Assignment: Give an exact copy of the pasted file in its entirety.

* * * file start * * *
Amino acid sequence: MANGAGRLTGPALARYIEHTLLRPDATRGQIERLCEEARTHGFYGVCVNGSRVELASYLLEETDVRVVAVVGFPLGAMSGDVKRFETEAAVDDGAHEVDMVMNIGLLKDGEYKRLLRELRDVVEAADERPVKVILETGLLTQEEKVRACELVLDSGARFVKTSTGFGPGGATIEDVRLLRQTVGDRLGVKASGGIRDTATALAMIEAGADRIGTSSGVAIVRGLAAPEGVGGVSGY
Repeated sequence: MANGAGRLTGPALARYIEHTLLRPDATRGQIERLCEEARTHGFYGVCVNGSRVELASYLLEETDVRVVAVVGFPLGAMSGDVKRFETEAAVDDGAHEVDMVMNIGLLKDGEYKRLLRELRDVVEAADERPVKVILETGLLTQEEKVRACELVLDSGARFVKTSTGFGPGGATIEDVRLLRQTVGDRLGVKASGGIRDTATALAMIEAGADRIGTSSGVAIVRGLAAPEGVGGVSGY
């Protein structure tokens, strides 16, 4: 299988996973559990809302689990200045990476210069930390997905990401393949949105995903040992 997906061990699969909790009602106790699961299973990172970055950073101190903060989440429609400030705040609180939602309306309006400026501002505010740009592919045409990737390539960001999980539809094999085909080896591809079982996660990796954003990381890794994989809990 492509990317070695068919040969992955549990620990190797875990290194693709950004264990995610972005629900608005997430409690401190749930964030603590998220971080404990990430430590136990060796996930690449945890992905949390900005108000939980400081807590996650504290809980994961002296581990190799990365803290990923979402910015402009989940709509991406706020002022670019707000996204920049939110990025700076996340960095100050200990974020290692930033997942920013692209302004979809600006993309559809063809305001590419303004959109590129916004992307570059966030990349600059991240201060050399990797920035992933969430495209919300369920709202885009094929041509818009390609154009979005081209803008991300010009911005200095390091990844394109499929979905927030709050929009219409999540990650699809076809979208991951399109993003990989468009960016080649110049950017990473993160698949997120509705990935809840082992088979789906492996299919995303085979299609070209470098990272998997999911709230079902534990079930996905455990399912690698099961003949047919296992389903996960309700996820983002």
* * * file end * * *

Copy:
Amino acid sequence: MANGAGRLTGPALARYIEHTLLRPDATRGQIERLCEEARTHGFYGVCVNGSRVELASYLLEETDVRVVAVVGFPLGAMSGDVKRFETEAAVDDGAHEVDMVMNIGLLKDGEYKRLLRELRDVVEAADERPVKVILETGLLTQEEKVRACELVLDSGARFVKTSTGFGPGGATIEDVRLLRQTVGDRLGVKASGGIRDTATALAMIEAGADRIGTSSGVAIVRGLAAPEGVGGVSGY
Repeated sequence: MANGAGRLTGPALARYIEHTLLRPDATRGQIERLCEEARTHGFYGVCVNGSRVELASYLLEETDVRVVAVVGFPLGAMSGDVKRFETEAAVDDGAHEVDMVMNIGLLKDGEYKRLLRELRDVVEAADERPVKVILETGLLTQEEKVRACELVLDSGARFVKTSTGFGPGGATIEDVRLLRQTVGDRLGVKASGGIRDTATALAMIEAGADRIGTSSGVAIVRGLAAPEGVGGVSGY
């Protein structure tokens, strides 16, 4: 299988996973559990809302689990200045990476210069930390997905990401393949949105995903040992 997906061990699969909790009602106790699961299973990172970055950073101190903060989440429609400030705040609180939602309306309006400026501002505010740009592919045409990737390539960001999980539809094999085909080896591809079982996660990796954003990381890794994989809990 492509990317070695068919040969992955549990620990190797875990290194693709950004264990995610972005629900608005997430409690401190749930964030603590998220971080404990990430430590136990060796996930690449945890992905949390900005108000939980400081807590996650504290809980994961002296581990190799990365803290990923979402910015402009989940709509991406706020002022670019707000996204920049939110990025700076996340960095100050200990974020290692930033997942920013692209302004979809600006993309559809063809305001590419303004959109590129916004992307570059966030990349600059991240201060050399990797920035992933969430495209919300369920709202885009094929041509818009390609154009979005081209803008991300010009911005200095390091990844394109499929979905927030709050929009219409999540990650699809076809979208991951399109993003990989468009960016080649110049950017990473993160698949997120509705990935809840082992088979789906492996299919995303085979299609070209470098990272998997999911709230079902534990079930996905455990399912690698099961003949047919296992389903996960309700996820983002």